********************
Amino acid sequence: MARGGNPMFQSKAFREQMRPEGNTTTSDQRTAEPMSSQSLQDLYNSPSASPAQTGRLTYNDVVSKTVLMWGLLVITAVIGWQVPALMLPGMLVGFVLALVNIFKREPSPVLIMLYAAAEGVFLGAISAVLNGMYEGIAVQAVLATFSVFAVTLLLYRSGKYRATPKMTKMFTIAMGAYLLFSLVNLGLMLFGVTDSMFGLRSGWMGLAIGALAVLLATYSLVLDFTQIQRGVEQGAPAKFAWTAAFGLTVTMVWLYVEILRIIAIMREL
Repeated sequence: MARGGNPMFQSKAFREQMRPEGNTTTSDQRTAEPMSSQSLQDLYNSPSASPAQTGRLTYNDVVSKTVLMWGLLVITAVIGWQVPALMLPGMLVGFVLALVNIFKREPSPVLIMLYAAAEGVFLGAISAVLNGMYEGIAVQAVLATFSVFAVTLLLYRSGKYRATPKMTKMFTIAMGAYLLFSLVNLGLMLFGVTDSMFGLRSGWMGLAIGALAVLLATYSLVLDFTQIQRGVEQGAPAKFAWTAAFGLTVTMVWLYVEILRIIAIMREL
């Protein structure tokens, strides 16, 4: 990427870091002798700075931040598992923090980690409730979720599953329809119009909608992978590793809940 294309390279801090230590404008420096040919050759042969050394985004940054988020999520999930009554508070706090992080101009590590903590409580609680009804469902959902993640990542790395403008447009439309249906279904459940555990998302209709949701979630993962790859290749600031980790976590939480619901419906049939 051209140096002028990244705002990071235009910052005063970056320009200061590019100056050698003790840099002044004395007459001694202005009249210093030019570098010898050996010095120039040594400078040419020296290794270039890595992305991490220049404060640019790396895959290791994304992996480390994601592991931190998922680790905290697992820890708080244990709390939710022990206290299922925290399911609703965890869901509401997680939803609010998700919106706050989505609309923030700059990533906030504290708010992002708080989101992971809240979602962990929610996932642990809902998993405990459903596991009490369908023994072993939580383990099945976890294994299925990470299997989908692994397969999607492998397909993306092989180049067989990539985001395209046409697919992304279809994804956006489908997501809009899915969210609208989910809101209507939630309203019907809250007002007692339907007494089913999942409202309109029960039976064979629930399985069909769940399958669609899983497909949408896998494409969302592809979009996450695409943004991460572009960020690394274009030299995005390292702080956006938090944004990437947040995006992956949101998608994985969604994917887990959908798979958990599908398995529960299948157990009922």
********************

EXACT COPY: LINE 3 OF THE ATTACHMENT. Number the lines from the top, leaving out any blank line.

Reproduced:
């Protein structure tokens, strides 16, 4: 990427870091002798700075931040598992923090980690409730979720599953329809119009909608992978590793809940 294309390279801090230590404008420096040919050759042969050394985004940054988020999520999930009554508070706090992080101009590590903590409580609680009804469902959902993640990542790395403008447009439309249906279904459940555990998302209709949701979630993962790859290749600031980790976590939480619901419906049939 051209140096002028990244705002990071235009910052005063970056320009200061590019100056050698003790840099002044004395007459001694202005009249210093030019570098010898050996010095120039040594400078040419020296290794270039890595992305991490220049404060640019790396895959290791994304992996480390994601592991931190998922680790905290697992820890708080244990709390939710022990206290299922925290399911609703965890869901509401997680939803609010998700919106706050989505609309923030700059990533906030504290708010992002708080989101992971809240979602962990929610996932642990809902998993405990459903596991009490369908023994072993939580383990099945976890294994299925990470299997989908692994397969999607492998397909993306092989180049067989990539985001395209046409697919992304279809994804956006489908997501809009899915969210609208989910809101209507939630309203019907809250007002007692339907007494089913999942409202309109029960039976064979629930399985069909769940399958669609899983497909949408896998494409969302592809979009996450695409943004991460572009960020690394274009030299995005390292702080956006938090944004990437947040995006992956949101998608994985969604994917887990959908798979958990599908398995529960299948157990009922």